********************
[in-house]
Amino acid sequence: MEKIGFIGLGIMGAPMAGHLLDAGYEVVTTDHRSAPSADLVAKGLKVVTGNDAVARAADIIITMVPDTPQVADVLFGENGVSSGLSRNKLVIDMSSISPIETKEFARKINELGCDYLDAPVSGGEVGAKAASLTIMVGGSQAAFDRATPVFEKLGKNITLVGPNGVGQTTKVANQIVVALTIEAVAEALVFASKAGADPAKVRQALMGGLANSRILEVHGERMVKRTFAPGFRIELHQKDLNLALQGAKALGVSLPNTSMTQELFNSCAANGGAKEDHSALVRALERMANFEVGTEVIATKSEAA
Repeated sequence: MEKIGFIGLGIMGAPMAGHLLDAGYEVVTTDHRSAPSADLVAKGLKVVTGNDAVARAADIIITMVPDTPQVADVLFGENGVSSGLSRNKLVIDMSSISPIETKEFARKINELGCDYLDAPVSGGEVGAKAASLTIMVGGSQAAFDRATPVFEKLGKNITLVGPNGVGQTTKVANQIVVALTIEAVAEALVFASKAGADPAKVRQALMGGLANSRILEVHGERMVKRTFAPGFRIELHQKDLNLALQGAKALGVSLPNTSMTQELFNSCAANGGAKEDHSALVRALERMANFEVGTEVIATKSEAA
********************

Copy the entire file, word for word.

[in-house]
Amino acid sequence: MEKIGFIGLGIMGAPMAGHLLDAGYEVVTTDHRSAPSADLVAKGLKVVTGNDAVARAADIIITMVPDTPQVADVLFGENGVSSGLSRNKLVIDMSSISPIETKEFARKINELGCDYLDAPVSGGEVGAKAASLTIMVGGSQAAFDRATPVFEKLGKNITLVGPNGVGQTTKVANQIVVALTIEAVAEALVFASKAGADPAKVRQALMGGLANSRILEVHGERMVKRTFAPGFRIELHQKDLNLALQGAKALGVSLPNTSMTQELFNSCAANGGAKEDHSALVRALERMANFEVGTEVIATKSEAA
Repeated sequence: MEKIGFIGLGIMGAPMAGHLLDAGYEVVTTDHRSAPSADLVAKGLKVVTGNDAVARAADIIITMVPDTPQVADVLFGENGVSSGLSRNKLVIDMSSISPIETKEFARKINELGCDYLDAPVSGGEVGAKAASLTIMVGGSQAAFDRATPVFEKLGKNITLVGPNGVGQTTKVANQIVVALTIEAVAEALVFASKAGADPAKVRQALMGGLANSRILEVHGERMVKRTFAPGFRIELHQKDLNLALQGAKALGVSLPNTSMTQELFNSCAANGGAKEDHSALVRALERMANFEVGTEVIATKSEAA